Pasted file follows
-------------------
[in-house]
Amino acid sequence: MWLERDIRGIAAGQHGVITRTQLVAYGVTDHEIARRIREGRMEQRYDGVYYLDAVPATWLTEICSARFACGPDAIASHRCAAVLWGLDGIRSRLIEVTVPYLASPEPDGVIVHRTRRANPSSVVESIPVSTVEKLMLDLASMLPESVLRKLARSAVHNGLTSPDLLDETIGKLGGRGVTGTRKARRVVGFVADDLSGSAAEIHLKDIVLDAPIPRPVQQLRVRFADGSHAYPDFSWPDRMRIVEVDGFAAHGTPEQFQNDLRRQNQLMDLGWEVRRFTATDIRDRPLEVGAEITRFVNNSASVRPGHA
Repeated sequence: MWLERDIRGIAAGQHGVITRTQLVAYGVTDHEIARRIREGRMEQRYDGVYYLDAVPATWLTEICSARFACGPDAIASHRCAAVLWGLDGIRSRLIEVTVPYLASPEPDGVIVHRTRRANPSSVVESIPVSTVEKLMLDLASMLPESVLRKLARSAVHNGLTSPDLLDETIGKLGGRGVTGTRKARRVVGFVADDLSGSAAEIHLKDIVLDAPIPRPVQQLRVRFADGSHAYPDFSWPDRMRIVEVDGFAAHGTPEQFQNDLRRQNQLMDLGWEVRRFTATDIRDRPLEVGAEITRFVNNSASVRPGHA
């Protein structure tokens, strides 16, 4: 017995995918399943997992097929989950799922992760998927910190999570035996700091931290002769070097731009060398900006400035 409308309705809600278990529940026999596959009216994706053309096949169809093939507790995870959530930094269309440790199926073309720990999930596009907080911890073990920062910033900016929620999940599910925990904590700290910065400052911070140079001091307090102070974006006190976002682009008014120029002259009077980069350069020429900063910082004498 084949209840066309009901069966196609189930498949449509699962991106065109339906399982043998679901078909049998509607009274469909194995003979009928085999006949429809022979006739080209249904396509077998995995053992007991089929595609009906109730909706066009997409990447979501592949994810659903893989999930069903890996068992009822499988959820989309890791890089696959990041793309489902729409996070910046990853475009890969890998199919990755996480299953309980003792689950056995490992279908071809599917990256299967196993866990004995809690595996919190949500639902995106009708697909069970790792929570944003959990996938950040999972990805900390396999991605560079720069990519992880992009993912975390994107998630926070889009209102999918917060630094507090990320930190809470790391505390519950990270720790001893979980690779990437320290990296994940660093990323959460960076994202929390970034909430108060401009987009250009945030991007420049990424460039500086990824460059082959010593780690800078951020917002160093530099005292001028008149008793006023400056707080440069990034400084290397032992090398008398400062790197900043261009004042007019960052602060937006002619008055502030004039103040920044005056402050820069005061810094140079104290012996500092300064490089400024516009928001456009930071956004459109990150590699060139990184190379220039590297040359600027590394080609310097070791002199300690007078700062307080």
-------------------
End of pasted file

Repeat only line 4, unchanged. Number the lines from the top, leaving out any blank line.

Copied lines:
């Protein structure tokens, strides 16, 4: 017995995918399943997992097929989950799922992760998927910190999570035996700091931290002769070097731009060398900006400035 409308309705809600278990529940026999596959009216994706053309096949169809093939507790995870959530930094269309440790199926073309720990999930596009907080911890073990920062910033900016929620999940599910925990904590700290910065400052911070140079001091307090102070974006006190976002682009008014120029002259009077980069350069020429900063910082004498 084949209840066309009901069966196609189930498949449509699962991106065109339906399982043998679901078909049998509607009274469909194995003979009928085999006949429809022979006739080209249904396509077998995995053992007991089929595609009906109730909706066009997409990447979501592949994810659903893989999930069903890996068992009822499988959820989309890791890089696959990041793309489902729409996070910046990853475009890969890998199919990755996480299953309980003792689950056995490992279908071809599917990256299967196993866990004995809690595996919190949500639902995106009708697909069970790792929570944003959990996938950040999972990805900390396999991605560079720069990519992880992009993912975390994107998630926070889009209102999918917060630094507090990320930190809470790391505390519950990270720790001893979980690779990437320290990296994940660093990323959460960076994202929390970034909430108060401009987009250009945030991007420049990424460039500086990824460059082959010593780690800078951020917002160093530099005292001028008149008793006023400056707080440069990034400084290397032992090398008398400062790197900043261009004042007019960052602060937006002619008055502030004039103040920044005056402050820069005061810094140079104290012996500092300064490089400024516009928001456009930071956004459109990150590699060139990184190379220039590297040359600027590394080609310097070791002199300690007078700062307080």